More People Turning to Risky, High Cost 'Payday Loans' to Meet Basic Needs

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Common Dreams

More People Turning to Risky, High Cost 'Payday Loans' to Meet Basic Needs

by
Common Dreams staff

(Photo: Flickr/Taber Andrew Bain)

As economic strain continues to plague the US, more people are turning to risky high cost 'payday loans' to pay for basic necessities such as food and rent, according to a recent study by Pew Center on the State.

Payday loans are short term high interest loans sold to consumers who may not typically qualify for lower interest long term loans from banks. The loans are advertised to cover unexpected costs such as a car repair to bide time until the following payday, hence the name.

However, according to the PEW study, now 7 in 10 people who use these high-fee loans are now using them more frequently and for everyday expenses, sinking further in debt just to meet day to day needs. Borrowers are usually low income individuals who are struggling to make ends meet from paycheck to paycheck.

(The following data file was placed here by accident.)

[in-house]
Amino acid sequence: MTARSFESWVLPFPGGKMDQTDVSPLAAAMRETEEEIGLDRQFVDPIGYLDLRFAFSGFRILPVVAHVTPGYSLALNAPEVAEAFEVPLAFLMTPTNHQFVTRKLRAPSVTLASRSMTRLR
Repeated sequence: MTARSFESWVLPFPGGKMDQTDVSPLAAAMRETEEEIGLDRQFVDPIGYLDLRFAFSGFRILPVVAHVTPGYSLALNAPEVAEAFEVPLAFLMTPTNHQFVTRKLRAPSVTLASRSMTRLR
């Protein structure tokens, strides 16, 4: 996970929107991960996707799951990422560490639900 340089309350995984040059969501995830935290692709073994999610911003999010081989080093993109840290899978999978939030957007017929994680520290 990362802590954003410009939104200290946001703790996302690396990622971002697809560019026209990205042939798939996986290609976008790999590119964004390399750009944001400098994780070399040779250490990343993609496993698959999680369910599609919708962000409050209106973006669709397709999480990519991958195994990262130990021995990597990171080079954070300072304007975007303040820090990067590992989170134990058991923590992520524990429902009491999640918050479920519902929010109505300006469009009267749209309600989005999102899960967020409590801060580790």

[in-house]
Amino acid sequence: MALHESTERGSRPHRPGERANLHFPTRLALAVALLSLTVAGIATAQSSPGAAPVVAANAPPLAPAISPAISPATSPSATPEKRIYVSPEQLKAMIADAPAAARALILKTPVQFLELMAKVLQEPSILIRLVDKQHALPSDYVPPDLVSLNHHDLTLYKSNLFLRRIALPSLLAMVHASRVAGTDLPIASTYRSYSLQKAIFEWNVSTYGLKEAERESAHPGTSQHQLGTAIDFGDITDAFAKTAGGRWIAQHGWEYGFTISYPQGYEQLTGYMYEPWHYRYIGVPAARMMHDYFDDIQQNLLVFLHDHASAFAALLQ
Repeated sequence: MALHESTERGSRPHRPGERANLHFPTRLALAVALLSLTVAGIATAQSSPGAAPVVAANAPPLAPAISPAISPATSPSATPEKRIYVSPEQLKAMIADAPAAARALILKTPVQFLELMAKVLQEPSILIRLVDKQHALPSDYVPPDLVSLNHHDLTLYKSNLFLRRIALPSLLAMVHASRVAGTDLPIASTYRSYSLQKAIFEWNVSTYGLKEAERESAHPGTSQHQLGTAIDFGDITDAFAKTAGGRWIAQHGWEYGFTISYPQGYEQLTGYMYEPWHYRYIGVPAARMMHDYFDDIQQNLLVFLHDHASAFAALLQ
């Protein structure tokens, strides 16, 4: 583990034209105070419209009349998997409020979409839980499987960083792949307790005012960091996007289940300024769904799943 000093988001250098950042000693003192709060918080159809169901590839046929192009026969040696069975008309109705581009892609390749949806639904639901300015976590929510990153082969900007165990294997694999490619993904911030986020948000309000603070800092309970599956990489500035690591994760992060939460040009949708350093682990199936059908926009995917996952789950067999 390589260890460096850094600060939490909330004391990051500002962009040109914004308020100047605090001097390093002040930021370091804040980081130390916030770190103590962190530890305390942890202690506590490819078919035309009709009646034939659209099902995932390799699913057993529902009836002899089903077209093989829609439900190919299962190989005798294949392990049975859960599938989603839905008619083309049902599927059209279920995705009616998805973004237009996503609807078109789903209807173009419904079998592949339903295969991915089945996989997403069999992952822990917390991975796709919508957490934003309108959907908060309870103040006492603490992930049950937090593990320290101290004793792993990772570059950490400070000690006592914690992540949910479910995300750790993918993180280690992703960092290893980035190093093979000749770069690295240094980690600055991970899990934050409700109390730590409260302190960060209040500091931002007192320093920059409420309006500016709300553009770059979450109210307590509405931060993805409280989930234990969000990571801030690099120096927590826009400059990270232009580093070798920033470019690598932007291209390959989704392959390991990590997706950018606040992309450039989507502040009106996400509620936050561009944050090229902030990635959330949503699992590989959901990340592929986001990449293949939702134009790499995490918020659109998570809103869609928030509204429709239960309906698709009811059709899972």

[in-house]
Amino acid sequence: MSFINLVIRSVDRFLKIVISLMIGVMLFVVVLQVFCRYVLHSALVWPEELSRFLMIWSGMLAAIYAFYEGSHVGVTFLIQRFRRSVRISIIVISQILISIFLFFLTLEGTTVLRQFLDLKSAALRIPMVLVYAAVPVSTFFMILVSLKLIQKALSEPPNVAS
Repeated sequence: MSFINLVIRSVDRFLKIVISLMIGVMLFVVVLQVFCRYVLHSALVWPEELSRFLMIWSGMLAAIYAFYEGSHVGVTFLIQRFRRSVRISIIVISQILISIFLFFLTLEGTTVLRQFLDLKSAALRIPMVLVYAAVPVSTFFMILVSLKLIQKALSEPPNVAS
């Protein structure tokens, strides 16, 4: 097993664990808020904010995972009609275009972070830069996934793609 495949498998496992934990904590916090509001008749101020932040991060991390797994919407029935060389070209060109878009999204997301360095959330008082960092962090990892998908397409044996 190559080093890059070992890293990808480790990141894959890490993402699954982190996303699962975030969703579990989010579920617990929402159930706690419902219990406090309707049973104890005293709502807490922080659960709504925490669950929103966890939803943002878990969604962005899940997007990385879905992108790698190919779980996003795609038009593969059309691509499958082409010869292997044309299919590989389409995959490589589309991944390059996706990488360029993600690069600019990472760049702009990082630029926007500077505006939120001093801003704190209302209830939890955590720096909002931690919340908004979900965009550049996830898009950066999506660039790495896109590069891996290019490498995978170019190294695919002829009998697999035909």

The Pew report shows that now the average borrower may take out eight loans a year of up to $375 each and spend $520 in interest. The loans typically hold and APR of up to 400 percent.

“It’s not because of some unusual need that people are turning to payday loans. It’s because of some regular need,” said Nick Bourke of PEW. “People are paying a lot more in payday loan costs and fees than they anticipate going in,” Bourke said.

Each year, 12 million borrowers spend approximately $7.4 billion on payday loans.

"The payday loan industry is selling a product that few people use as designed and that imposes debt that is consistently more costly and longer lasting than advertised," the report concludes. "This circumstance is especially troubling because the conventional payday loan business model fundamentally relies on repeat usage—often, renewals by borrowers who are unable to repay the full loan amount upon their next payday—for its profitability."

"These findings raise serious concerns about payday lending, including whether a two-week product with an APR typically around 400 percent is a viable solution for people dealing with a chronic cash shortage."

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